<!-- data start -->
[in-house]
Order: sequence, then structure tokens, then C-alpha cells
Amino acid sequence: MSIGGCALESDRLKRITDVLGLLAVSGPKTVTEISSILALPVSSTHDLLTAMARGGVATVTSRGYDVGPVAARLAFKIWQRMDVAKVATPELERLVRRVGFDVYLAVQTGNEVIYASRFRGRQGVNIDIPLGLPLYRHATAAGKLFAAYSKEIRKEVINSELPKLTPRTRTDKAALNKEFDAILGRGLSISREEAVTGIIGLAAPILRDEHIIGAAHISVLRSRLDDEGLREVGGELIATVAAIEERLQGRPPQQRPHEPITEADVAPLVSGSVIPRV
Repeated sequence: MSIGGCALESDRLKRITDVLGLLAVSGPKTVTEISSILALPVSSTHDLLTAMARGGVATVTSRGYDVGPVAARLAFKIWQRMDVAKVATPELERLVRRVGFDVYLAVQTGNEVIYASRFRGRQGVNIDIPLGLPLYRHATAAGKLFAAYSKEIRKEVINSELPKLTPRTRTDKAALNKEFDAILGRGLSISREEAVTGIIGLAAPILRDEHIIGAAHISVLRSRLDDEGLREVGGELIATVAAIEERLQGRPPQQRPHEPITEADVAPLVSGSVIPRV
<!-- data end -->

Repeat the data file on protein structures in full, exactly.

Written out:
[in-house]
Order: sequence, then structure tokens, then C-alpha cells
Amino acid sequence: MSIGGCALESDRLKRITDVLGLLAVSGPKTVTEISSILALPVSSTHDLLTAMARGGVATVTSRGYDVGPVAARLAFKIWQRMDVAKVATPELERLVRRVGFDVYLAVQTGNEVIYASRFRGRQGVNIDIPLGLPLYRHATAAGKLFAAYSKEIRKEVINSELPKLTPRTRTDKAALNKEFDAILGRGLSISREEAVTGIIGLAAPILRDEHIIGAAHISVLRSRLDDEGLREVGGELIATVAAIEERLQGRPPQQRPHEPITEADVAPLVSGSVIPRV
Repeated sequence: MSIGGCALESDRLKRITDVLGLLAVSGPKTVTEISSILALPVSSTHDLLTAMARGGVATVTSRGYDVGPVAARLAFKIWQRMDVAKVATPELERLVRRVGFDVYLAVQTGNEVIYASRFRGRQGVNIDIPLGLPLYRHATAAGKLFAAYSKEIRKEVINSELPKLTPRTRTDKAALNKEFDAILGRGLSISREEAVTGIIGLAAPILRDEHIIGAAHISVLRSRLDDEGLREVGGELIATVAAIEERLQGRPPQQRPHEPITEADVAPLVSGSVIPRV